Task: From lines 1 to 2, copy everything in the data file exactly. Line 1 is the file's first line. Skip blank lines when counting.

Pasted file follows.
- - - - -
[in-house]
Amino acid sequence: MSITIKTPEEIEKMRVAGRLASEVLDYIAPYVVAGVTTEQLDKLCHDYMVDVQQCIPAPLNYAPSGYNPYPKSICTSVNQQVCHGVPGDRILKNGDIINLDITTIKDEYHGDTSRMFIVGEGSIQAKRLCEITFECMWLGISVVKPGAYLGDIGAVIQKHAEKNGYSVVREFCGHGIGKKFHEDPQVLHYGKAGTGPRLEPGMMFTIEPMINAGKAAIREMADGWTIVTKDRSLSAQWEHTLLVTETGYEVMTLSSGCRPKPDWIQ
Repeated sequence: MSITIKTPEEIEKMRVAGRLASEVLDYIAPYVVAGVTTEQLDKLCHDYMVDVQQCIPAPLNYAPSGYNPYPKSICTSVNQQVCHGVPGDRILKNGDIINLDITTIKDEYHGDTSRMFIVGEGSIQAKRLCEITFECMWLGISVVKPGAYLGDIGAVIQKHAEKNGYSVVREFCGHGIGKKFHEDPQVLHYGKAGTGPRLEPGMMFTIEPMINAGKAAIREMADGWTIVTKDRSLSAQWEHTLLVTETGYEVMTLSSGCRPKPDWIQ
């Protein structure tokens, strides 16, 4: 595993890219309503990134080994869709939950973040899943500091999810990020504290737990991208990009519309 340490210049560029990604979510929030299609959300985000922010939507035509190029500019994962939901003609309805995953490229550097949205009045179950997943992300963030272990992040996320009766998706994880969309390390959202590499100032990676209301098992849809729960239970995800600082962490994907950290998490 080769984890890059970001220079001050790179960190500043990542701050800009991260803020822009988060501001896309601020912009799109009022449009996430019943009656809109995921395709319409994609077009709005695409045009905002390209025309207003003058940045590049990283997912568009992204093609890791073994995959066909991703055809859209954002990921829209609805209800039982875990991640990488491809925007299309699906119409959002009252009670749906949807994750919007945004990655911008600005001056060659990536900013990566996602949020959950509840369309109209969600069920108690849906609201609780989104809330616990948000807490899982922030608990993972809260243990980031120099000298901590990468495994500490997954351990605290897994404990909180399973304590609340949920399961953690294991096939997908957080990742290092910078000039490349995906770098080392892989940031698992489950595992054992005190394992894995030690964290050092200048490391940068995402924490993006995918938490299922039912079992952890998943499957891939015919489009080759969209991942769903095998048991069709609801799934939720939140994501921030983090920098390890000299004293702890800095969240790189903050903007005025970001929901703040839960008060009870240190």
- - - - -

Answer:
[in-house]
Amino acid sequence: MSITIKTPEEIEKMRVAGRLASEVLDYIAPYVVAGVTTEQLDKLCHDYMVDVQQCIPAPLNYAPSGYNPYPKSICTSVNQQVCHGVPGDRILKNGDIINLDITTIKDEYHGDTSRMFIVGEGSIQAKRLCEITFECMWLGISVVKPGAYLGDIGAVIQKHAEKNGYSVVREFCGHGIGKKFHEDPQVLHYGKAGTGPRLEPGMMFTIEPMINAGKAAIREMADGWTIVTKDRSLSAQWEHTLLVTETGYEVMTLSSGCRPKPDWIQ